Five Must-See Acts at Grey Fox Bluegrass Festival 2016

The Grey Fox Bluegrass Festival returns to Walsh Farm in Oak Hill, NY this summer from July 14 through July 17. In addition to an impressive lineup, this festival stakes its roots through other means: activities like jams and open mics popping up throughout the grounds, and a variety of stages to fit every age demographic. Before diving off into what makes Grey Fox stand alone among other summer festivals you may consider in July, let’s focus on the most important aspect — the music. Here are five must-see acts if attending Grey Fox is on your radar:

The Wood Brothers
The Wood Brothers

1. The Wood Brothers (Thursday)

There is nothing more sweet (and in this case, nothing more rugged) than a brotherly duo. Brothers Oliver and Chris Wood harvested the seed that sprouted into the Wood Brothers in the early 2000s and prior, playing at family gatherings until discovering that they could write songs — and good ones at that. Signed to Blue Note Records in 2006, they released Ways Not To Lose, which had their music played for the right ears. After a few more recorded live shows, cover albums and studio releases, the band (also consisting of drummer Jano Rix) released The Muse in 2013; this album is arguably their strongest release, featuring thick rhythmic syncopation in songs like “Sing About It” and “Wastin’ My Mind.”  They released Paradise in 2015, which is sure to be featured in their live performance, but we hope they will throw-in a few older tunes in there, too.


2. Elephant Revival (Saturday)

Following suit with the current indie-folk sphere, and contrasting from our favorite brother duo, Elephant Revival follows the same sustained, almost drifting backdrops of Lana Del Ray and Sylvan Esso. This more grounded, peaceful form of folk and bluegrass provides a diverse listening experience through its five band members. Subtle, yet deep, their 2016 album release, entitled Petals, has a lightness to it that’s sure to contrast the stomping and hollering bluegrass fanbase. With both a male and female singer, in addition to diverse instrumentation (including a washboard), there is already enough variety to this ensemble. That being said, the lyrics are really what capture listeners. Listen closely to the title track from their latest record, “Petals.”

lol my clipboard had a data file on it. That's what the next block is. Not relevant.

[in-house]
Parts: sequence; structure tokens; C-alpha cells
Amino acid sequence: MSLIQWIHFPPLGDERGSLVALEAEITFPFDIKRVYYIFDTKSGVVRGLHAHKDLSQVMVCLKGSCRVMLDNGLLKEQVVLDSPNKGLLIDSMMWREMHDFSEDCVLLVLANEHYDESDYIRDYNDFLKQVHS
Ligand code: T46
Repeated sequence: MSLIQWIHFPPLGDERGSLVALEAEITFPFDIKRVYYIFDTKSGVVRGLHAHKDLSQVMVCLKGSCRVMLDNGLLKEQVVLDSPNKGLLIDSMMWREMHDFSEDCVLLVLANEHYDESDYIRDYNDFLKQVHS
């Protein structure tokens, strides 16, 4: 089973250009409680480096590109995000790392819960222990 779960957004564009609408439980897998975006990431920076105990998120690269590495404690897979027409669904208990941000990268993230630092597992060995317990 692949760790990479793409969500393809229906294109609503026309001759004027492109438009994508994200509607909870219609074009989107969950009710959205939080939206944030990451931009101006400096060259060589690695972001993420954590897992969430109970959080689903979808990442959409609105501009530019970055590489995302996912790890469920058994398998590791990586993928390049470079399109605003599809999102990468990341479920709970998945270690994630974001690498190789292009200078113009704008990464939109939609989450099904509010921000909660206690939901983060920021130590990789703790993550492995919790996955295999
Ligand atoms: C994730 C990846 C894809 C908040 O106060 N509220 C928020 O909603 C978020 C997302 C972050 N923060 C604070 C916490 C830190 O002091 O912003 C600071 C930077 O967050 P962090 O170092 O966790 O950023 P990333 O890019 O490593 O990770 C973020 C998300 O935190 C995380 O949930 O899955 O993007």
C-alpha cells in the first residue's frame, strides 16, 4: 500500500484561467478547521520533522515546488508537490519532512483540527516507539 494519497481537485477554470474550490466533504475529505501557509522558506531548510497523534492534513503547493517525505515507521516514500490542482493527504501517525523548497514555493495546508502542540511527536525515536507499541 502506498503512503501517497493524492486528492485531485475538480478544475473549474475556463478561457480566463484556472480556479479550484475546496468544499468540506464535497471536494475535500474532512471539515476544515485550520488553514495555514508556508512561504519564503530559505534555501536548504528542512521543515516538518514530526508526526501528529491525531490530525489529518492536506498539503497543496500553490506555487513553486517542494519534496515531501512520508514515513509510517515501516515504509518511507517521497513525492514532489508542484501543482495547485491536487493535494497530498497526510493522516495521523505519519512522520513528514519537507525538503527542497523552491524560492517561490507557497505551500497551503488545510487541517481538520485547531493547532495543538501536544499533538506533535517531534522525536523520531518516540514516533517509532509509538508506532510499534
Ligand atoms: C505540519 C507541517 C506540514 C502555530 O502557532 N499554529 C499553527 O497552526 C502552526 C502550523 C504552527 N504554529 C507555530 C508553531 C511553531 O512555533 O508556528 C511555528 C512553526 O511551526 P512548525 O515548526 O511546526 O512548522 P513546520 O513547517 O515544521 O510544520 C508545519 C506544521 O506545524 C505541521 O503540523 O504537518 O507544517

3. Della Mae (Saturday and Sunday)

Just as the name rolls off the tongue, Della Mae has a southern spice of country that a bluegrass festival needs to come full circle. If rich harmonies are your speed, make sure you can catch at least one show to marvel at this all-female ensemble as they grace the stage. Featuring two-time National Fiddle Champion Kimber Ludiker, there is an evident level of musicianship in this group, with an even blend of vocalization and instrumentation in songs like “To Ohio” and “Boston Town.” Luckily for festival-goers, they will play more than one show throughout the course of the fest, so even if you miss one, make sure to see the other, and join in the buzz of Della Mae’s live performance.


4. Béla Fleck and Chris Thile (Saturday)

If you’ve never heard of Béla Fleck and Chris Thile, there’s no way to consider yourself a bluegrass fan, or a folk fan, or even a classical music fan for that matter. These men need no introduction, due to their profound skill level that has gained them success, both as part of bands, and then on as solo artists. Five-string banjo extraordinaire Béla Fleck (Béla Fleck and the Flecktones) and mandolin legend Chris Thile (Punch Brothers, Nickel Creek) are on a constant search to sharpen their blade even further, extending their capabilities past the genres of bluegrass and folk. Their serene melodies as individuals could outdo any modern-day songwriter, and seeing them combined can only fill fans with excitement and curiosity.



5. Mr. Sun (Saturday)

The four members of Mr. Sun have one mission for their Grey Fox performance: to bring the light. Their jazz-like improvisation in songs like “Key Signator” contrast with the heart-pounding drum beat behind “The Fiddler’s Boot,” all on their first and only album, The People Need Light. Despite their small discography, their music stands as tall as an upright bass among the other groups lining the festival. Their precision and skill will not only impress, but teach the musical spectators in the audience, and otherwise prove their worthiness through playing any instrument, let alone string instrument, at what looks like a hundred miles an hour.


There you have it. One weekend, four days, multiple stages and less than one month away. For more information and to buy tickets, visit the official festival website here.

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